Ross Douthat on Bad Religion: How We Became a Nation of Heretics

This week’s edition of Coffee & Markets features New York Times columnist Ross Douthat, author of Bad Religion: How We Became a Nation of Heretics, and a discussion of American religion and its impact on public life.  Listen here.

Kevin Holtsberry
I work in communications and public affairs. I try to squeeze in as much reading as I can while still spending time with my wife and two kids (and cheering on the Pittsburgh Steelers and Michigan Wolverines during football season - oh, and watching golf too).

2 Comments

  1. I am glad to see this; I have long noted that there seems to have developed over the last generation or so something that can be called “American Christianity” or even just more generically an “American Religion” that’s sort of Jesus-y, but really centered either on the self or on a pseudohistorical, tribalist idea of America–an America that never really existed.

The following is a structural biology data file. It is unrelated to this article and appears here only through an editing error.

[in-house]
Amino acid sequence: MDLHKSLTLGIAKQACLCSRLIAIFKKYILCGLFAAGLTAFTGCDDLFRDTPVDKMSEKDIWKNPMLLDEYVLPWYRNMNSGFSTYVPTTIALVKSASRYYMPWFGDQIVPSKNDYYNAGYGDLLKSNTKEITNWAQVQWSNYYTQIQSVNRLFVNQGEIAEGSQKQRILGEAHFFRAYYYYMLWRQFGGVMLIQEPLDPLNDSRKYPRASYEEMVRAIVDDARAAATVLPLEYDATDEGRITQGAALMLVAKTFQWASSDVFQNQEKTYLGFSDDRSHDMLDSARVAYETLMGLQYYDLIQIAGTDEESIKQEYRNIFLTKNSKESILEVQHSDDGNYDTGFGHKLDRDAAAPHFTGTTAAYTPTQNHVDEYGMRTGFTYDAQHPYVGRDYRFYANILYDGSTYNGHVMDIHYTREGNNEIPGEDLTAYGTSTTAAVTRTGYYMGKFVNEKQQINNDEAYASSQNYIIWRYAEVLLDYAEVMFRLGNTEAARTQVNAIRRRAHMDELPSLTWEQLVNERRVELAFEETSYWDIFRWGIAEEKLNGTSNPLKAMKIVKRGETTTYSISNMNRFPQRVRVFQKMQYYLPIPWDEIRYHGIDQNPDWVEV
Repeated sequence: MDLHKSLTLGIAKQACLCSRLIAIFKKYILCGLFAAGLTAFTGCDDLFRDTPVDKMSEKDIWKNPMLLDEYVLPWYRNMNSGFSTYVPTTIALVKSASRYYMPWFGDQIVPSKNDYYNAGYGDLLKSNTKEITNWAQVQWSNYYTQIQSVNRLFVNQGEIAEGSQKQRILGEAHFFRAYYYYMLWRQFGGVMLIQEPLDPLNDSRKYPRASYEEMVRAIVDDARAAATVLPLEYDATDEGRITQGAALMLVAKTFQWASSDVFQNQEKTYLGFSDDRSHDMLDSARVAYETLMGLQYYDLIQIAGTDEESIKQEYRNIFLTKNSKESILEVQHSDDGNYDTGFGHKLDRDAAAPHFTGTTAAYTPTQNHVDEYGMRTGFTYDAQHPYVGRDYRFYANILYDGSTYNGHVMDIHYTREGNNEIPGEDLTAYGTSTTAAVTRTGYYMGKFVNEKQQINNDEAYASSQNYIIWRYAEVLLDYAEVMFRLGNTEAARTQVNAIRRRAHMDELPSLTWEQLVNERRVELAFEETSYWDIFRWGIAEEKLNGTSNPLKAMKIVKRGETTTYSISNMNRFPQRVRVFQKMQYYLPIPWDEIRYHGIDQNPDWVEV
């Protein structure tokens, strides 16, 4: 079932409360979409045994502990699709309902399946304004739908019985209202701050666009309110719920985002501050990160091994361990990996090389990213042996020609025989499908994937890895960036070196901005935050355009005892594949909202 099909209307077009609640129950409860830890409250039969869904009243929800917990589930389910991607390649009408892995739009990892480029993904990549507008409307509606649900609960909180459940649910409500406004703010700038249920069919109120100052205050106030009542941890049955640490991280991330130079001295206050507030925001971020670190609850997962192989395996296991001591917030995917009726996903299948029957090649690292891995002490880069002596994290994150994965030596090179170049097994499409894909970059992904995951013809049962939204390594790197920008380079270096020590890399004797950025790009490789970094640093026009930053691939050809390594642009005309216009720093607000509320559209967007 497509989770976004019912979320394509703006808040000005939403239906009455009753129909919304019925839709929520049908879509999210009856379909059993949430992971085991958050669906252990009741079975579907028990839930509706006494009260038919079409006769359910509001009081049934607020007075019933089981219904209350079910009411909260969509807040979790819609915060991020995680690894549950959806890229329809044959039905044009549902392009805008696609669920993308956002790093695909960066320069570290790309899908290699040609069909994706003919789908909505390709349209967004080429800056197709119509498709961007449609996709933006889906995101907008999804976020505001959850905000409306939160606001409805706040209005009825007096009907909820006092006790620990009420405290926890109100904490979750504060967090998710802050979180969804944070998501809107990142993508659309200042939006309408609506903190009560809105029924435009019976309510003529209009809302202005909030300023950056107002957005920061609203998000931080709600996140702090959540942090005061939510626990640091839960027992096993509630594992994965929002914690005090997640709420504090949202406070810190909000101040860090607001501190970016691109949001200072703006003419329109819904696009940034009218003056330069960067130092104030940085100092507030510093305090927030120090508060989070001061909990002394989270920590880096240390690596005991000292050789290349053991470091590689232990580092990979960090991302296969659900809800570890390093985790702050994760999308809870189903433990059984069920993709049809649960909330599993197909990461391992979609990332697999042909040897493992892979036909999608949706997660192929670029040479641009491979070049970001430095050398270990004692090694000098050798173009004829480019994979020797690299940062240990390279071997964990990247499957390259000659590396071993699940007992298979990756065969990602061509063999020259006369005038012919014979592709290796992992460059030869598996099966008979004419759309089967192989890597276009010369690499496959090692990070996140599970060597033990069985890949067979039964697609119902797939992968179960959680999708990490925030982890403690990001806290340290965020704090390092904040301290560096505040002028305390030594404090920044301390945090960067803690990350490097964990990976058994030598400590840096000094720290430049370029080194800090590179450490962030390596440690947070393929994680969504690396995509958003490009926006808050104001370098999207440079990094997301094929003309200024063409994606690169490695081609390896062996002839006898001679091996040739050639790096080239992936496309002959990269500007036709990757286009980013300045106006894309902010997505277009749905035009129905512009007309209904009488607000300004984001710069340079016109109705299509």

When I abandoned atheism and Christianity called to me, I chose a most orthodox form of Christianity, and from an orthodox view much of what passes for Christian in America these days looks mighty strange.

  2. I am glad to see this; I have long noted that there seems to have developed over the last generation or so something that can be called “American Christianity” or even just more generically an “American Religion” that’s sort of Jesus-y, but really centered either on the self or on a pseudohistorical, tribalist idea of America–an America that never really existed.

    When I abandoned atheism and Christianity called to me, I chose a most orthodox form of Christianity, and from an orthodox view much of what passes for Christian in America these days looks mighty strange.

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